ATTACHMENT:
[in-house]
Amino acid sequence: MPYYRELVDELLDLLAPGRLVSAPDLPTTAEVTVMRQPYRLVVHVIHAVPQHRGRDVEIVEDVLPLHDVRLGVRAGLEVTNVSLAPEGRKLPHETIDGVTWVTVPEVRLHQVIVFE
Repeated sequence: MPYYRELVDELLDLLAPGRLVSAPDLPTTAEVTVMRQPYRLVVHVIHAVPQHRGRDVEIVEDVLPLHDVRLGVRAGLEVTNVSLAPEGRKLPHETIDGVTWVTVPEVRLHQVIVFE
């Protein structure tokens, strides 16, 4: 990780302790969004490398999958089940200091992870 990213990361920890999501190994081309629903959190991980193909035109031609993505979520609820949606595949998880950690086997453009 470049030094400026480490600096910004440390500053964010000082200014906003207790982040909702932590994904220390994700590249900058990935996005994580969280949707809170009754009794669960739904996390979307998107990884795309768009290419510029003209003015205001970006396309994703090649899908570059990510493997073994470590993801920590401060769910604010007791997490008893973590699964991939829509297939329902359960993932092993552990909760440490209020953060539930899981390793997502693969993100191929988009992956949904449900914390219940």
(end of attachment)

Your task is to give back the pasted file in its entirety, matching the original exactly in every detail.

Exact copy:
[in-house]
Amino acid sequence: MPYYRELVDELLDLLAPGRLVSAPDLPTTAEVTVMRQPYRLVVHVIHAVPQHRGRDVEIVEDVLPLHDVRLGVRAGLEVTNVSLAPEGRKLPHETIDGVTWVTVPEVRLHQVIVFE
Repeated sequence: MPYYRELVDELLDLLAPGRLVSAPDLPTTAEVTVMRQPYRLVVHVIHAVPQHRGRDVEIVEDVLPLHDVRLGVRAGLEVTNVSLAPEGRKLPHETIDGVTWVTVPEVRLHQVIVFE
């Protein structure tokens, strides 16, 4: 990780302790969004490398999958089940200091992870 990213990361920890999501190994081309629903959190991980193909035109031609993505979520609820949606595949998880950690086997453009 470049030094400026480490600096910004440390500053964010000082200014906003207790982040909702932590994904220390994700590249900058990935996005994580969280949707809170009754009794669960739904996390979307998107990884795309768009290419510029003209003015205001970006396309994703090649899908570059990510493997073994470590993801920590401060769910604010007791997490008893973590699964991939829509297939329902359960993932092993552990909760440490209020953060539930899981390793997502693969993100191929988009992956949904449900914390219940």